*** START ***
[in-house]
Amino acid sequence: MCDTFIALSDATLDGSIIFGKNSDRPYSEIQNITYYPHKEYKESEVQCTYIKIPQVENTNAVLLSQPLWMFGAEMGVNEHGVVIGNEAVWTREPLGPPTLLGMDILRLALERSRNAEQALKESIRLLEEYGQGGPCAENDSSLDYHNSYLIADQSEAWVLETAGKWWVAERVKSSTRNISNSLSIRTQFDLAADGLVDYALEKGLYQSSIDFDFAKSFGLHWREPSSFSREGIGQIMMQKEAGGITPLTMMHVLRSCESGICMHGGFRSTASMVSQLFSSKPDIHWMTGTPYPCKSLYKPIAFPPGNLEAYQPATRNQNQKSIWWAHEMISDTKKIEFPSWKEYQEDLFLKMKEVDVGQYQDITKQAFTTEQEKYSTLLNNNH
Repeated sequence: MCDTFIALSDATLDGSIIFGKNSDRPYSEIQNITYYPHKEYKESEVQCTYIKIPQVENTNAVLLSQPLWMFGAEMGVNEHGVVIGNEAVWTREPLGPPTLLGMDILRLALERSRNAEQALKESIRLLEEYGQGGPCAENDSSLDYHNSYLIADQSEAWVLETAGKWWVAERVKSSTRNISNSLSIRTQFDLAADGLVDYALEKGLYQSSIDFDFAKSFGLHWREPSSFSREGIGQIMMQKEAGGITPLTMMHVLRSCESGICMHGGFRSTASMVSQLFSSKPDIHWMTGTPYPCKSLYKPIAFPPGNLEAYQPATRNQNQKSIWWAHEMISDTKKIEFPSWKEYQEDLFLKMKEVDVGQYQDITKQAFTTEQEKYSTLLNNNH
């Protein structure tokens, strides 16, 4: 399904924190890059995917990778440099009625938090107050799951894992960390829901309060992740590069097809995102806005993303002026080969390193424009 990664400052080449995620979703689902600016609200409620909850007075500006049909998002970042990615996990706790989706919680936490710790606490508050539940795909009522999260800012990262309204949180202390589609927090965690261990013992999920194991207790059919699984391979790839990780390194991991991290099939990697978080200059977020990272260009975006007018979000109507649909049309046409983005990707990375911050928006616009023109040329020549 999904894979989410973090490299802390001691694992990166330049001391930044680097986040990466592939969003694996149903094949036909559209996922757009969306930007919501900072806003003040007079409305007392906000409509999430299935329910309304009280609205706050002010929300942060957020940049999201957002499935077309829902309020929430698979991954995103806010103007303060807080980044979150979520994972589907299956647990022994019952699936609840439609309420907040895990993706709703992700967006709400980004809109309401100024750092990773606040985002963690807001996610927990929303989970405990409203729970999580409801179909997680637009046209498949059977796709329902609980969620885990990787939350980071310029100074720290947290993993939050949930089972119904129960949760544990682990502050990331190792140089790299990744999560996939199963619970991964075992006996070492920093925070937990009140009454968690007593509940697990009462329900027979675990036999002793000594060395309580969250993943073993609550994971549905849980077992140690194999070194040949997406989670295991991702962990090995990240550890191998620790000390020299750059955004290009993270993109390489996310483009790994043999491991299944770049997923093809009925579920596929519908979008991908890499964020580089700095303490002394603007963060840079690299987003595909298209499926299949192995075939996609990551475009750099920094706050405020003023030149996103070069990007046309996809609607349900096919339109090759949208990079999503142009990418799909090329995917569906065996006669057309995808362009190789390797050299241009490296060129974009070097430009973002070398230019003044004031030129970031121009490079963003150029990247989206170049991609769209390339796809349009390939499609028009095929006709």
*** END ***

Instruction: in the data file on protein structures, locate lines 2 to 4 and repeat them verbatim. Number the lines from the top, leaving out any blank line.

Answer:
Amino acid sequence: MCDTFIALSDATLDGSIIFGKNSDRPYSEIQNITYYPHKEYKESEVQCTYIKIPQVENTNAVLLSQPLWMFGAEMGVNEHGVVIGNEAVWTREPLGPPTLLGMDILRLALERSRNAEQALKESIRLLEEYGQGGPCAENDSSLDYHNSYLIADQSEAWVLETAGKWWVAERVKSSTRNISNSLSIRTQFDLAADGLVDYALEKGLYQSSIDFDFAKSFGLHWREPSSFSREGIGQIMMQKEAGGITPLTMMHVLRSCESGICMHGGFRSTASMVSQLFSSKPDIHWMTGTPYPCKSLYKPIAFPPGNLEAYQPATRNQNQKSIWWAHEMISDTKKIEFPSWKEYQEDLFLKMKEVDVGQYQDITKQAFTTEQEKYSTLLNNNH
Repeated sequence: MCDTFIALSDATLDGSIIFGKNSDRPYSEIQNITYYPHKEYKESEVQCTYIKIPQVENTNAVLLSQPLWMFGAEMGVNEHGVVIGNEAVWTREPLGPPTLLGMDILRLALERSRNAEQALKESIRLLEEYGQGGPCAENDSSLDYHNSYLIADQSEAWVLETAGKWWVAERVKSSTRNISNSLSIRTQFDLAADGLVDYALEKGLYQSSIDFDFAKSFGLHWREPSSFSREGIGQIMMQKEAGGITPLTMMHVLRSCESGICMHGGFRSTASMVSQLFSSKPDIHWMTGTPYPCKSLYKPIAFPPGNLEAYQPATRNQNQKSIWWAHEMISDTKKIEFPSWKEYQEDLFLKMKEVDVGQYQDITKQAFTTEQEKYSTLLNNNH
């Protein structure tokens, strides 16, 4: 399904924190890059995917990778440099009625938090107050799951894992960390829901309060992740590069097809995102806005993303002026080969390193424009 990664400052080449995620979703689902600016609200409620909850007075500006049909998002970042990615996990706790989706919680936490710790606490508050539940795909009522999260800012990262309204949180202390589609927090965690261990013992999920194991207790059919699984391979790839990780390194991991991290099939990697978080200059977020990272260009975006007018979000109507649909049309046409983005990707990375911050928006616009023109040329020549 999904894979989410973090490299802390001691694992990166330049001391930044680097986040990466592939969003694996149903094949036909559209996922757009969306930007919501900072806003003040007079409305007392906000409509999430299935329910309304009280609205706050002010929300942060957020940049999201957002499935077309829902309020929430698979991954995103806010103007303060807080980044979150979520994972589907299956647990022994019952699936609840439609309420907040895990993706709703992700967006709400980004809109309401100024750092990773606040985002963690807001996610927990929303989970405990409203729970999580409801179909997680637009046209498949059977796709329902609980969620885990990787939350980071310029100074720290947290993993939050949930089972119904129960949760544990682990502050990331190792140089790299990744999560996939199963619970991964075992006996070492920093925070937990009140009454968690007593509940697990009462329900027979675990036999002793000594060395309580969250993943073993609550994971549905849980077992140690194999070194040949997406989670295991991702962990090995990240550890191998620790000390020299750059955004290009993270993109390489996310483009790994043999491991299944770049997923093809009925579920596929519908979008991908890499964020580089700095303490002394603007963060840079690299987003595909298209499926299949192995075939996609990551475009750099920094706050405020003023030149996103070069990007046309996809609607349900096919339109090759949208990079999503142009990418799909090329995917569906065996006669057309995808362009190789390797050299241009490296060129974009070097430009973002070398230019003044004031030129970031121009490079963003150029990247989206170049991609769209390339796809349009390939499609028009095929006709």